Storyline: 5/5
The first villain encountered is a witch who gathers dark energy by turning the population of a small village into RTP skeletons. If you stop and think about what's actually happening here, it's both disgusting and ridiculous. Chalk that one up beside burials-in-the-throne-room.
We all did dumb stuff back in the infancy of the RM scene. One of my brainiac moves was putting a thieves guild in the middle of the ocean.

Legend of Heroen marches on, ignoring it's early absurdities and carrying us through a largely non-moving storyline. The hero, Herion (not to be confused with Heroen, the game's title) spends 95% of the game searching for his father and each major quest narrows the search down by minuscule amounts.
What carries a player's interest are the game's characters, and in particular, their various antics played up using the aforementioned stellar theatrical techniques. At one point I was given a pair of new party members who felt like roster-filler, both with zero backstory and identical fighting styles to boot. After their lively escapade in the desert, I became quite attached to them.

And in the last few hours of the game, the top blows off completely, volcano style. So much awesome stuff happens during the climax. I'm not going to spoil anything, but I will say that it's nothing like what anybody would come to expect by then.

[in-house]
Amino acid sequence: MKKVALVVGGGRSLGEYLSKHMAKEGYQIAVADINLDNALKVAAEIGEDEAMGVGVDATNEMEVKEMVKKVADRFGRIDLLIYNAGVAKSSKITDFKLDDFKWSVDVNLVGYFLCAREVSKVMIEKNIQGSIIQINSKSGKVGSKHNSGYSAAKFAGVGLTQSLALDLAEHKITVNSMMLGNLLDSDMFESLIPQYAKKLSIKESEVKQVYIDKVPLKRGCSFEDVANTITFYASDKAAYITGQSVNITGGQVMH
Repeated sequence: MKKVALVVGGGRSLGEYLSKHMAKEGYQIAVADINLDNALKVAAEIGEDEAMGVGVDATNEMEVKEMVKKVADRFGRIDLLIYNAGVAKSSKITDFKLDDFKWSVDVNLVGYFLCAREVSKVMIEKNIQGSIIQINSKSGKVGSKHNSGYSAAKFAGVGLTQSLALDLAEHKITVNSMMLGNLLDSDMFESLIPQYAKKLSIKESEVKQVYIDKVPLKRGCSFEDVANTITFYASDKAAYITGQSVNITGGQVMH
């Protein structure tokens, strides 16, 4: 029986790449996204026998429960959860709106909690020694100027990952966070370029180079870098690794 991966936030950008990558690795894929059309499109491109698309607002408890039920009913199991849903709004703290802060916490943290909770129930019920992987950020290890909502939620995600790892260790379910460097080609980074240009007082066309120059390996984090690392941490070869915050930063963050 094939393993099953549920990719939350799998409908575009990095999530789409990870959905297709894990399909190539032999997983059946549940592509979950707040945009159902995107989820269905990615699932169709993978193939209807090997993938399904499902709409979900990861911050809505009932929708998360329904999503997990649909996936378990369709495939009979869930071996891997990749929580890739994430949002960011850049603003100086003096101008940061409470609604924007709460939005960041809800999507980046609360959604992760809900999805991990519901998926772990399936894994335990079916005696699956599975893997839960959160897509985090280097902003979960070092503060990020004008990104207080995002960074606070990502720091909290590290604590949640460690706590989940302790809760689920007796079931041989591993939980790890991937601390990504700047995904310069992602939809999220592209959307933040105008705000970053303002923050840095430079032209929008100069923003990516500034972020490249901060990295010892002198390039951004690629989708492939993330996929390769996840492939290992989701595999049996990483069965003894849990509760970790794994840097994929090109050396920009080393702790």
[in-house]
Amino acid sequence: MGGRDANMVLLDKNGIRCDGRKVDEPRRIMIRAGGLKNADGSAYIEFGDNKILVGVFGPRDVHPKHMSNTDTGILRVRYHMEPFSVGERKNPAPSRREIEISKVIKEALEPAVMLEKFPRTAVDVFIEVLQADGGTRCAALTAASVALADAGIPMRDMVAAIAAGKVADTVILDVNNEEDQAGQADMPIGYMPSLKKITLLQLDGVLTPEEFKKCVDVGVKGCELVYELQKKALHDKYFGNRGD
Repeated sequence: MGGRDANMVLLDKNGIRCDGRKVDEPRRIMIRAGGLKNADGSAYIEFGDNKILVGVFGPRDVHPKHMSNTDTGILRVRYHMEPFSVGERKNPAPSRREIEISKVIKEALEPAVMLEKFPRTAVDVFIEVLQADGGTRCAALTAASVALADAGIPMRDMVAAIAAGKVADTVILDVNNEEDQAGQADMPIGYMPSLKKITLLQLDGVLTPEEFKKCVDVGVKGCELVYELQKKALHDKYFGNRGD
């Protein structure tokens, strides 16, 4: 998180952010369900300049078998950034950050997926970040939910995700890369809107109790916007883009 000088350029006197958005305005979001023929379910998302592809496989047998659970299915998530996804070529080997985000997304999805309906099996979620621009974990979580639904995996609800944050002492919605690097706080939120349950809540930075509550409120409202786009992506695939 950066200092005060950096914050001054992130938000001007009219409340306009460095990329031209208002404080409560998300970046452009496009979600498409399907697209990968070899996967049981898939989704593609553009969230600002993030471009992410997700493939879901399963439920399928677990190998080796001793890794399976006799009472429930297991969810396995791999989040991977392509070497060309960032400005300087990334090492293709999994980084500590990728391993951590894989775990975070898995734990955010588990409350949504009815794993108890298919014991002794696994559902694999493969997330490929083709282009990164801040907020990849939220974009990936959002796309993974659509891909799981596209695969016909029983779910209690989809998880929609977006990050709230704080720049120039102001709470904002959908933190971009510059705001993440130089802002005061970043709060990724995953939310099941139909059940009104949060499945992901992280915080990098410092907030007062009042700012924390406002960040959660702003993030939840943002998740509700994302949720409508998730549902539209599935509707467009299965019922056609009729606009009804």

Gameplay: 5/5
Remember how I mentioned the default battle system being gradually phased out in the closing parts of the game? It's true. There're even points where you'll go through an entire dungeon without a single random encounter; emphasis being on the puzzles instead. Among your repertoire of problem solving appliances is a hookshot, claws, fireball spell, revealing device, and a few other less essential ones. Often it boils down to simply using the right device when cued, like firing the Hookshot when you see a faraway peg, but there're still some tricky maneuvers from time to time.

Minigames are heavily employed as well, except most of them aren't optional and all of them have some learning curve to ride out. Luckily, they're all fun (until you lose 30 times) and fairly original. Magic duels, dodging boulders while scaling a cliff, ship boarding battles, even crossing the desert is a minigame.
And whenever I'm starting to get frustrated after countless failed attempts, I just have to remember the alternative : Random battles.

Overall: 5/5
Heh. I wrote this entire review and forgot to mention the legibility of the translation. It does the job well, but not without noticeable flaws. The biggest offender is gender confusion. Occasionally someone will refer to a guy as "her" or vice versa. Otherwise, there's some spelling mistakes, some grammar boo-boos, and some choice words not quite up to the intended meaning.

Defeat your enemies by using their chemical composition against them.

ProTip : There aren't enough Magic Spheres to complete all skillsets. Everyone needs at least one though, so use them strategically.
Get Edilgarath's 'Thunder Hit' and Katy's 'Beating Up'.